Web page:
Aware.js18 is a jQuery plugin that personalizes the display of content according to a reader’s behavior — without log-in, authentication or any server-side processing. The plugin uses cookies and localStorage to identify different classes of users and assign appropriate CSS classes in the DOM. It then tracks the time between their visits and uses the information to alter the layout of a page, accommodating different reading scenarios.

First-time visitors could get a special introduction, repeat visitors see the newest content highlighted and readers who haven’t stopped by lately find a recap of the top stories. Aware.js is released under the MIT Open Source license and is free to use. On XOXCO’s test site19 you can see it in action. A little tool that makes reading online so much more comfortable. (cm)

5. Colorful Free Font For Your Next Artwork

Are you on the hunt for an exciting typeface to pimp up your next project? Multicolore Free Fonts20 might be just what you are looking for — a cheerful free font which will look pretty darn good in a headline, on a poster, or in any other artwork. If it could speak, it would probably say: “Don’t you just want to create something cool and shiny with me?”

Colorful Free Font For Your Next Artwork21

The beautiful rounded glyphs were designed by Ivan Filipov, a self-proclaimed typography aficionado from Bulgaria. The font is available in the .otf font format (black-and-white version) as well as .eps and .ai vector formats (colored versions). Wonderful for private projects, Multicolore can be used in commercial work as well. (ea)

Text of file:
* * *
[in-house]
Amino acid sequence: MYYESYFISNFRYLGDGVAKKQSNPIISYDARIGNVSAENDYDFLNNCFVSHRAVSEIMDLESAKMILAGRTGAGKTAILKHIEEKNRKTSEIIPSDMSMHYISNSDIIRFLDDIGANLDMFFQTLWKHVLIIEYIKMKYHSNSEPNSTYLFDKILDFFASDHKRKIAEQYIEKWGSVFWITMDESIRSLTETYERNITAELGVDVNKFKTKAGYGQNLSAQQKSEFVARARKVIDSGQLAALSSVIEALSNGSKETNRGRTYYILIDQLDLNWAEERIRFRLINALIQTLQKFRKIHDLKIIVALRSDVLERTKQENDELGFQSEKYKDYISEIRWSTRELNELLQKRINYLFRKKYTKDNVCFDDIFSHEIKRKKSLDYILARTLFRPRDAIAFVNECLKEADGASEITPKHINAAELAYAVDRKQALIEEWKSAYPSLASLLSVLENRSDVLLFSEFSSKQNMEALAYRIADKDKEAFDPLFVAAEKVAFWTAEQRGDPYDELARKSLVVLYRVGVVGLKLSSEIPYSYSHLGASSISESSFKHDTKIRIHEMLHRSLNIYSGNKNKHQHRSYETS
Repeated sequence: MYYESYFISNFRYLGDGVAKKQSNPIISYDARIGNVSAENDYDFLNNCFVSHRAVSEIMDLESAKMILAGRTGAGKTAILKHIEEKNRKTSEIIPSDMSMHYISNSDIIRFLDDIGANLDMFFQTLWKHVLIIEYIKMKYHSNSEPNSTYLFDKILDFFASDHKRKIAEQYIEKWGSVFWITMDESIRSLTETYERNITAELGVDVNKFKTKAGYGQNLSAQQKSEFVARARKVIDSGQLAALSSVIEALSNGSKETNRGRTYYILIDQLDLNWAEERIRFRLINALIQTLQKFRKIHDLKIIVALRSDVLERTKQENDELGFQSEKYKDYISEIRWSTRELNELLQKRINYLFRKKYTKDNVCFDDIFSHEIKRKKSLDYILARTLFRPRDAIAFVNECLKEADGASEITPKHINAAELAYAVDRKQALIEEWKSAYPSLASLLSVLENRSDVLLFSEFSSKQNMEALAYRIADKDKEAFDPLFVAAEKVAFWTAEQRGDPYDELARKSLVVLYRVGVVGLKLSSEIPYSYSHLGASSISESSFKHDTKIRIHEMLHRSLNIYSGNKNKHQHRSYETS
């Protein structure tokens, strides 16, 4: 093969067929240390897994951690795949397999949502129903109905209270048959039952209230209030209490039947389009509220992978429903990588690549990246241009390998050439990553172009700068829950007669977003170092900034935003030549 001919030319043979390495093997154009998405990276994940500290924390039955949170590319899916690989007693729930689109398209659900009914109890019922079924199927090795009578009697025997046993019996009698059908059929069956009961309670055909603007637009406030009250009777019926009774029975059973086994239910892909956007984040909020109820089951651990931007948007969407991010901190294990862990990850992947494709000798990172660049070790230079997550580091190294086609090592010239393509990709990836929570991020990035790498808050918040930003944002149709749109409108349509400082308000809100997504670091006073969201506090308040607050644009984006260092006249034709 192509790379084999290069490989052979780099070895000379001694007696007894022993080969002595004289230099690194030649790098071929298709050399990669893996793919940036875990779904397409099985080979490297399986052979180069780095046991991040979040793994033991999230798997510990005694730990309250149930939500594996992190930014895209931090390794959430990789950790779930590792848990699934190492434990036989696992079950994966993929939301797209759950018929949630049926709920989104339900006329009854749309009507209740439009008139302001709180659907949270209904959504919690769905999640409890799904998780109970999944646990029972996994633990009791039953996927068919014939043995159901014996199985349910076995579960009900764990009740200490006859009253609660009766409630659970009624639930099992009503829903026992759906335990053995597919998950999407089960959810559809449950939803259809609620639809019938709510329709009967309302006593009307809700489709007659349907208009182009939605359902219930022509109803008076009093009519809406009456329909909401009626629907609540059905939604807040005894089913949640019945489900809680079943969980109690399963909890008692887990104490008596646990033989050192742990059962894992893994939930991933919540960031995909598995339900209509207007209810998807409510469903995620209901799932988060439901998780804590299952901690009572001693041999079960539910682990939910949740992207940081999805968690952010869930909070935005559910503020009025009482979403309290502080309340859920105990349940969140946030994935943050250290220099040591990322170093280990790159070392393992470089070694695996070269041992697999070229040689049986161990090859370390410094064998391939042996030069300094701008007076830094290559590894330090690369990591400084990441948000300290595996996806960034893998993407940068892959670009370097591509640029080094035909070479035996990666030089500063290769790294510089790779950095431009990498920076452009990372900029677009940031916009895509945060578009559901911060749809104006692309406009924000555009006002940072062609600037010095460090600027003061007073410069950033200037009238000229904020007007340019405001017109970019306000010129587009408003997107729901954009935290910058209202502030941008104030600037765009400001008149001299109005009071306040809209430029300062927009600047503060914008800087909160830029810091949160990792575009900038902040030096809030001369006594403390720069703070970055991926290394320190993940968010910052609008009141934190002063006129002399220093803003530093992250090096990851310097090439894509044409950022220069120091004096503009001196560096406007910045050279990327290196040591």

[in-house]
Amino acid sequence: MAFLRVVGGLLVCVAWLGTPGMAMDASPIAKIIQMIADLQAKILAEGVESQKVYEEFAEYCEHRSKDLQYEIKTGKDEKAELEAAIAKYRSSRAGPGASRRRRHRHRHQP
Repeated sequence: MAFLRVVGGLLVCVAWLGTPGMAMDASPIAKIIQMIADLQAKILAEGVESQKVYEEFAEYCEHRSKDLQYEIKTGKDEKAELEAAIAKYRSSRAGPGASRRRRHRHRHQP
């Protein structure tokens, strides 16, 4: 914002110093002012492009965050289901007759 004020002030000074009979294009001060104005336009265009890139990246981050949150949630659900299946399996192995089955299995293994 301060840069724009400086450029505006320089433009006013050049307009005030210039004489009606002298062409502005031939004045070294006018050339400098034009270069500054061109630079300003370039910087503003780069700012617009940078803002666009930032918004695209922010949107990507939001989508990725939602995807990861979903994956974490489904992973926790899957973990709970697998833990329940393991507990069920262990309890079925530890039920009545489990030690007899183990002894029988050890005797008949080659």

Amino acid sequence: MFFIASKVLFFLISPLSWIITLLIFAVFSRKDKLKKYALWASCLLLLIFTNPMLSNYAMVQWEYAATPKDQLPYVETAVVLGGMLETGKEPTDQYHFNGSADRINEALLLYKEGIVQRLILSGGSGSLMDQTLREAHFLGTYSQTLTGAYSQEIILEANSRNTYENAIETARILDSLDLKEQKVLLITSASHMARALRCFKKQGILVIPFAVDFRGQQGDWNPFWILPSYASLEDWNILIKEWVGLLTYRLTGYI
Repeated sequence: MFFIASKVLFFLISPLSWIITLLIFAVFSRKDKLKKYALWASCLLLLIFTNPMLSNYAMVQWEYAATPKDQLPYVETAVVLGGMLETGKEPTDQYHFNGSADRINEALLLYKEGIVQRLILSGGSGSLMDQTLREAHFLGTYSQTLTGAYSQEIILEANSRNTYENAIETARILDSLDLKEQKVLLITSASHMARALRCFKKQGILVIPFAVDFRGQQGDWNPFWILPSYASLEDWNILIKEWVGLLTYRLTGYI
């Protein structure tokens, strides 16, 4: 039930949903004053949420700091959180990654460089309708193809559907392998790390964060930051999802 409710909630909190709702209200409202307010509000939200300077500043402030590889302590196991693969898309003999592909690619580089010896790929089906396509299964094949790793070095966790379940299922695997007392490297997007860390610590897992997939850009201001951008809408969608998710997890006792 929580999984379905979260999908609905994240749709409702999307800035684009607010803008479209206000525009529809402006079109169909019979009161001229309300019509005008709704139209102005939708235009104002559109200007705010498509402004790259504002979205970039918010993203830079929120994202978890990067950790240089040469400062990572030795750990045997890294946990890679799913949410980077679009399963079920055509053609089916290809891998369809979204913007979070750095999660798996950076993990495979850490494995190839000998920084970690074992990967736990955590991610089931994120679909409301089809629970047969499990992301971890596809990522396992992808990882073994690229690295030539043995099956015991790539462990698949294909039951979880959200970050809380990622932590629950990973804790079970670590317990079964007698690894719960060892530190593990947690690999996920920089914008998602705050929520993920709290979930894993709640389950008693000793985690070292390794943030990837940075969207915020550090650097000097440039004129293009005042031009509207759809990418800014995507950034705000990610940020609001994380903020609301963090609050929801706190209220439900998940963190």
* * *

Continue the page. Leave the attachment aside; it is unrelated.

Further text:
6. Inspiring And Exciting Product Videos

We all are always on the lookout for inspiration and interesting stories. As designers, in fact, we are storytellers, finding meaningful ways to tell stories of our clients to their website visitors. But do you always know how to tell a story effectively? What if you had a new product that you had to present in a video?

Inspiring And Exciting Product Videos22

Well, you might want to dig into the Inspiring Product Videos23 round-up on Gimme Bar. It features well-done product announcement videos showing extraordinary ways of telling stories and infusing emotions. The videos are a hodgepodge of everything, featuring successful apps like Paper by FiftyThree, Flipboard and Path, sites like Behance, businesses like start-ups and restaurants, as well as other obscure and well-known brands.